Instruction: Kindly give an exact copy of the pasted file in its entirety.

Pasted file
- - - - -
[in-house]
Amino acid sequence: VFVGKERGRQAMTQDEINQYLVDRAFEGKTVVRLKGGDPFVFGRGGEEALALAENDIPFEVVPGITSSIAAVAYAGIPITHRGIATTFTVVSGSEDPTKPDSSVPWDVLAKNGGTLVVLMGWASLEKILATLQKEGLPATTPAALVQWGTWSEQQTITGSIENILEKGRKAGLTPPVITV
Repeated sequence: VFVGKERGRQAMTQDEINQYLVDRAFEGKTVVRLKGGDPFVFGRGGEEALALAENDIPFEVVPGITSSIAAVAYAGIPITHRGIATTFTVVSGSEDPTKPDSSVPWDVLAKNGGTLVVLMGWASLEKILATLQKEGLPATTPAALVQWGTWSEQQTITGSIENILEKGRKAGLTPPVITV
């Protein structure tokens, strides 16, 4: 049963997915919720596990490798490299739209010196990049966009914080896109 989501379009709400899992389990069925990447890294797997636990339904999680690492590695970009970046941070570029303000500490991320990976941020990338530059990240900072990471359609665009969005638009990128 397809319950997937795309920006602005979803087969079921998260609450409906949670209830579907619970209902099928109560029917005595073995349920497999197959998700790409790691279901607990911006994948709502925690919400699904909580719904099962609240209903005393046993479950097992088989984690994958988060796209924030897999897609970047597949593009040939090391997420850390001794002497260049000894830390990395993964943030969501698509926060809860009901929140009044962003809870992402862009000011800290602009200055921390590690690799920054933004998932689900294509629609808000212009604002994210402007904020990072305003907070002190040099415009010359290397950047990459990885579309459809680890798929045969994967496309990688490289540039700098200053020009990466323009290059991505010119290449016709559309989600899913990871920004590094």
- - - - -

[in-house]
Amino acid sequence: VFVGKERGRQAMTQDEINQYLVDRAFEGKTVVRLKGGDPFVFGRGGEEALALAENDIPFEVVPGITSSIAAVAYAGIPITHRGIATTFTVVSGSEDPTKPDSSVPWDVLAKNGGTLVVLMGWASLEKILATLQKEGLPATTPAALVQWGTWSEQQTITGSIENILEKGRKAGLTPPVITV
Repeated sequence: VFVGKERGRQAMTQDEINQYLVDRAFEGKTVVRLKGGDPFVFGRGGEEALALAENDIPFEVVPGITSSIAAVAYAGIPITHRGIATTFTVVSGSEDPTKPDSSVPWDVLAKNGGTLVVLMGWASLEKILATLQKEGLPATTPAALVQWGTWSEQQTITGSIENILEKGRKAGLTPPVITV
């Protein structure tokens, strides 16, 4: 049963997915919720596990490798490299739209010196990049966009914080896109 989501379009709400899992389990069925990447890294797997636990339904999680690492590695970009970046941070570029303000500490991320990976941020990338530059990240900072990471359609665009969005638009990128 397809319950997937795309920006602005979803087969079921998260609450409906949670209830579907619970209902099928109560029917005595073995349920497999197959998700790409790691279901607990911006994948709502925690919400699904909580719904099962609240209903005393046993479950097992088989984690994958988060796209924030897999897609970047597949593009040939090391997420850390001794002497260049000894830390990395993964943030969501698509926060809860009901929140009044962003809870992402862009000011800290602009200055921390590690690799920054933004998932689900294509629609808000212009604002994210402007904020990072305003907070002190040099415009010359290397950047990459990885579309459809680890798929045969994967496309990688490289540039700098200053020009990466323009290059991505010119290449016709559309989600899913990871920004590094």